The US Air Force (USAF) is reportedly close to certifying a second company to conduct military and intelligence satellite launches into orbit.
US Air Force Space and Missile Systems Centre commander lieutenant general Samuel Greaves was quoted by Reuters as saying that USAF has failed to meet a December 2014 deadline for the process, but is close to certifying a new entrant.
In addition, the service announced a review of the process that is used to vet new entrants.
While Greaves withheld the name of the company, an Air Force’s top military acquisition official told the news agency in 2014 that Space Exploration Technologies (SpaceX) would be certified.
The USAF had earlier announced plans to complete certification in December so as to enable the California-based SpaceX to compete for a National Reconnaissance Office satellite launch contract that was expected to be awarded by month-end.
USAF spokeswoman Ann Stefanek refused to disclose the expected timeframe of the announcement or the name of the company that will launch the satellite.
How well do you really know your competitors?
Access the most comprehensive Company Profiles on the market, powered by GlobalData. Save hours of research. Gain competitive edge.
Your download email will arrive shortly
Not ready to buy yet? Download a free sample
We are confident about the unique quality of our Company Profiles. However, we want you to make the most beneficial decision for your business, so we offer a free sample that you can download by submitting the below formBy GlobalData
United Launch Alliance (ULA), a joint venture of Lockheed Martin and Boeing, is currently the only certified company to launch large US military and intelligence satellites.
According to the news agency, the USAF also announced its intent to re-examine its certification process that has resulted in 79 successful launches without any failures since 1999.
USAF secretary Deborah Lee James said: "I am directing a review of our new entrant certification process by an independent team to capture the lessons learned so we can enhance competition for launch services."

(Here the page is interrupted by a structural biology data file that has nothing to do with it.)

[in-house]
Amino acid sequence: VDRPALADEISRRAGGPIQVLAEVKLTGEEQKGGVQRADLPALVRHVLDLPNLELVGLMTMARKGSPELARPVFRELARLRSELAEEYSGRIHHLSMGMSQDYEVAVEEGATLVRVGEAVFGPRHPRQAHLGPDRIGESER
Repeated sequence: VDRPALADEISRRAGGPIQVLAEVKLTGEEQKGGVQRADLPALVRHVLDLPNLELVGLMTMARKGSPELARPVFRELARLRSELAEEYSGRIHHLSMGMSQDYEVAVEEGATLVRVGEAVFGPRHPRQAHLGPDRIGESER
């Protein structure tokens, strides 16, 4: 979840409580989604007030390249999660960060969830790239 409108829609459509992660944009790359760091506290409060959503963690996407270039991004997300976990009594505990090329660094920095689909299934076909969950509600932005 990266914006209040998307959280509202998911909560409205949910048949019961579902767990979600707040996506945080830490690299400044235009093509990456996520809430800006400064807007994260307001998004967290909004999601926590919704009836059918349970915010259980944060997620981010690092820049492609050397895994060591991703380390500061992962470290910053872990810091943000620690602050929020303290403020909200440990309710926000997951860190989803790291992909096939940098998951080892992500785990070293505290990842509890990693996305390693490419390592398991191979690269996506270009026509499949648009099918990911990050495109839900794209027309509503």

Meanwhile, SpaceX did not make an immediate comment on the report.
The US Air Force said on Tuesday it was close to certifying a second company to launch military and intelligence satellites into space, and announced a review of the process used to vet new entrants.
Currently, the United Launch Alliance, a joint venture of Lockheed Martin Corp and Boeing Co, is the only company certified to launch large military and intelligence satellites.
Lieutenant general Samuel Greaves, commander of the Air Force Space and Missile Systems Center, said in a statement late on Tuesday that the Air Force had missed a December deadline for certification, but added that "a new entrant is close."
Greaves did not name the company, but the Air Force’s top military acquisition official said last year she was optimistic privately held Space Exploration Technologies, or SpaceX, would be certified to carry out launches.
The Air Force previously said it hoped to complete certification in December so SpaceX could be eligible to compete for the launch of a National Reconnaissance Office satellite, a contract that was due to be awarded by Dec. 31.
No announcement has been made on which company will launch that satellite and Air Force spokeswoman Ann Stefanek declined comment on when it will be made.
The Air Force also said it planned to re-examine its certification process, developed in response to major failures and which has resulted in 79 successful launches with no failures since 1999.
Ms James said the service was committed to reintroducing competition into the Evolved Expendable Launch Vehicle program, and seek ways to streamline the process.